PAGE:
The HMS Dreadnought was a vessel that quite literally changed the path of naval warfare and design philosophy. She brought in a whole host of new and revolutionary features that rendered every battleship that had come before her obsolete overnight. Fast, well armored, and carrying heavy guns that were complemented by an effective fire control system, it was the most powerful ship in the world. In fact, she was so influential that she spawned an entire generation of battleships named dreadnoughts.
For all of her greatness, Dreadnought served a relatively lackluster career and was quickly superseded and rendered obsolete by the very arms race she sparked. With that being said, it carries the notable distinction of being the only battleship to sink a submarine.
Before the hull of Dreadnought was laid down, battleship designs mostly followed the expected means of fighting at sea: by saturating the enemy with overwhelming firepower at relatively close ranges. As such, battleships were armed with guns widely varying in caliber to handle different threats at different ranges.
This started to change toward the end of the 19th century and early 20th century though. Advances in optics, the increasing use of torpedoes, and improvements in weapon accuracy meant ships were more vulnerable at close ranges than before. To negate these threats, battleships needed to operate further away from their target.
As ranges grew, guns grew larger to maintain their effectiveness. Eventually, ships were using heavy guns bigger than 10 inches in caliber and firing at ranges so large that observers had to wait for the shells to actually reach the target before making corrections. The massive assortment of smaller weapons still found on ships caused problems, with the smoke they generated blinded observers. Furthermore, it was hard for observers to tell which shell splashes occurred from which guns, as the target would become bracketed in fire by all available calibers.
Because of this, naval designers were progressing towards the idea of “all big gun” ships. These vessels would carry a powerful main armament that served as the primary offensive battery at the expense of many smaller guns. Navies around the world were slowly working towards this arrangement when the British dropped HMS Dreadnought.
It was the sixth British vessel to use the fearsome name, which meant “fear nothing”.
Entering service in 1906, this battleship revolutionized how battleships were not only built but how they were used.
The ship possessed a number of attributes that had not yet been seen all on one ship before. Naturally, as a battleship, she carried large and powerful guns, but hers were different. She was one of the first battleships to be fitted with a number of instruments that not only helped establish a targets range and its required lead but also sent that information electronically to each turret.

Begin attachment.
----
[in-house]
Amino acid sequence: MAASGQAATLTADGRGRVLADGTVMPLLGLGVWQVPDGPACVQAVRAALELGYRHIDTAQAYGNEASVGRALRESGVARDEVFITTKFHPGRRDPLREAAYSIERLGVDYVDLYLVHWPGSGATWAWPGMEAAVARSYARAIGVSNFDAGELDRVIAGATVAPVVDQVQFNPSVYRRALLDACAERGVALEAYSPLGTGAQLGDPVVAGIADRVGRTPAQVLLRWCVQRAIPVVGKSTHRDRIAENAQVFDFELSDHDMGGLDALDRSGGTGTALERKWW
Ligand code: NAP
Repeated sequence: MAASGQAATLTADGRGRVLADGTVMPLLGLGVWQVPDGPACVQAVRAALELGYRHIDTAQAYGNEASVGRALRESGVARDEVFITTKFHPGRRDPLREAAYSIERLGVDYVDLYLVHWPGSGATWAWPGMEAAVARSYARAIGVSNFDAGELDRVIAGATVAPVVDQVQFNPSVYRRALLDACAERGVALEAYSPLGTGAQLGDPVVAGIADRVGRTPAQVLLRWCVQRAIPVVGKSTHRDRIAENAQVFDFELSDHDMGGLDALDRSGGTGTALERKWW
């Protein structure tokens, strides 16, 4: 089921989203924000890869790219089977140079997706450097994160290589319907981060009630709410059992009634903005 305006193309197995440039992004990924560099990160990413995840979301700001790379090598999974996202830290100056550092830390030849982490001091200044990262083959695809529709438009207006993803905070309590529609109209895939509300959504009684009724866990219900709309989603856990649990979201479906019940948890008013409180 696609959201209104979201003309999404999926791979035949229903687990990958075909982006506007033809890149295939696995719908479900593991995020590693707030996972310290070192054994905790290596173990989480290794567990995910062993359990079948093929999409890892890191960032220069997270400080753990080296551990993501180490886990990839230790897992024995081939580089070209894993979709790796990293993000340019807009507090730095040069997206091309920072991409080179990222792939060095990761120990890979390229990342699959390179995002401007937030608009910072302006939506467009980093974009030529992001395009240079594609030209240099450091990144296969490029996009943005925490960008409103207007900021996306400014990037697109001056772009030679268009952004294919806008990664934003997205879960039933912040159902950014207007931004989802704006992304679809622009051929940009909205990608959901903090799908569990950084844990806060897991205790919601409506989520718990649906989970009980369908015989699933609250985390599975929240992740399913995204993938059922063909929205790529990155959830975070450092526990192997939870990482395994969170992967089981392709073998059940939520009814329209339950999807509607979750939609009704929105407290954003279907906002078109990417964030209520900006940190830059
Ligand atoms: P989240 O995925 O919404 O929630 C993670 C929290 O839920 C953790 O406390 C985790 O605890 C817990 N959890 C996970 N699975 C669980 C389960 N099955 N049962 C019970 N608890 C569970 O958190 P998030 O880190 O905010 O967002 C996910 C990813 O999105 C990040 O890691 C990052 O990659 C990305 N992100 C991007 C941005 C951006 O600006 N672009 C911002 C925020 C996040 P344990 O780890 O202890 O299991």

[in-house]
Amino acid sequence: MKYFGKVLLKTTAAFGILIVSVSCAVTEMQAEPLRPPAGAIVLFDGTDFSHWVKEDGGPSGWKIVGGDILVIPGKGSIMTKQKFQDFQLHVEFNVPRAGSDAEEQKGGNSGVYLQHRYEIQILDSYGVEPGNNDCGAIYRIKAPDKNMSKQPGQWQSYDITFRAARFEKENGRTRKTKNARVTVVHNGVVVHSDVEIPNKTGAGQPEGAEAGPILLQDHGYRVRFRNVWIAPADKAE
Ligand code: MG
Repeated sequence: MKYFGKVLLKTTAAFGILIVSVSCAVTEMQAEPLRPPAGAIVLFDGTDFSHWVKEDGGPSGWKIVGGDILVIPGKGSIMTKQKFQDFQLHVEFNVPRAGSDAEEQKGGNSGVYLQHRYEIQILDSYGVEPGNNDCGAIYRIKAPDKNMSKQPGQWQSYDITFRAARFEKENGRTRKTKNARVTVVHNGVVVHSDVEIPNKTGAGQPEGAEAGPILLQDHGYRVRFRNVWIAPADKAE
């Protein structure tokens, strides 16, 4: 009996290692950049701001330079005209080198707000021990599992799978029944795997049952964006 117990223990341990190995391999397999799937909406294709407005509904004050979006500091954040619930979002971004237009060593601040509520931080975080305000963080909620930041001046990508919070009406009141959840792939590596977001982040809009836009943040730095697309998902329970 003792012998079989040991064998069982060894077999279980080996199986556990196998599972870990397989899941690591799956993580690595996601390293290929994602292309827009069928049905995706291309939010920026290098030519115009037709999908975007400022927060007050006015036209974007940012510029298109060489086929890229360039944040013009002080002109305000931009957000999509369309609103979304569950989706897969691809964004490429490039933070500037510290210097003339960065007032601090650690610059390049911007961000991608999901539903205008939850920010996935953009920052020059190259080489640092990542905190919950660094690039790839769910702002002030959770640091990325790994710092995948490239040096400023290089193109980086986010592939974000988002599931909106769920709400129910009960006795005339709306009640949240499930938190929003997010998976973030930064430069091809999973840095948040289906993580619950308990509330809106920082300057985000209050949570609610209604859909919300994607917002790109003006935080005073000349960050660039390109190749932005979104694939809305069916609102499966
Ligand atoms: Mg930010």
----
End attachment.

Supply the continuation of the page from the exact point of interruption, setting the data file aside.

Regarding the weapons themselves, she carried a mighty armament of ten 12 inch guns, mounted in five turrets – two guns per turret. Dreadnought did not feature superfiring gun turrets but instead had one forward turret and two rear turrets. Slightly forward of the ship’s mid-section were another two 12 inch gun turrets flanking the forward turret when viewed from the front. This arrangement allowed Dreadnought to fire an eight-gun broadside.
Aside from this, she carried twenty-seven 12-pdr (3 in (76 mm)) guns.
In terms of armor, Dreadnought was similar to the pre-Dreadnought Lord Nelson class – up to 305 mm on the gun turrets and 280 mm on the belt.
While these features were certainly impressive, what truly set Dreadnought apart from the rest was that she did all this while being exceptionally fast. One of the main design requirements for the vessel was that she had to be quick. Previously, battleships usually prioritized firepower and armor over speed, but Dreadnought did it all.
She was the first battleship to be powered by turbines instead of the older reciprocating triple-expansion steam engines. This meant that while older battleships were chugging along at around 18 knots, Dreadnought – all 22,000 tons of her – was cruising at 21 knots.
Upon her introduction, her impact was so great that, ironically, it made navies around the world react at a previously unseen speed. Soon, navies had ships that at the very least rivaled Dreadnought and in many cases superseded her. Over the next decade, much more powerful ships would enter service, armed with larger guns and even thicker armor. These were known as super-dreadnoughts.
As a piece of technology Dreadnought was groundbreaking, however, her career was rather unimpressive. She served as the Home Fleet’s flagship for a while but was replaced in 1912 by more capable vessels. In 1915 a German U-boat snuck into Pentland Firth in an attempt to sink ships from the Grand Fleet.
The U-29 was spotted after firing her torpedoes and then subsequently chased down by Dreadnought. The flagship rammed into the submarine, cutting the sub in half and taking all hands. The chase only lasted a few minutes.
As WWI went on it became clear that the now decade-old battleship was past her prime. When the war ended Dreadnought was placed into reserve and scrapped in 1923.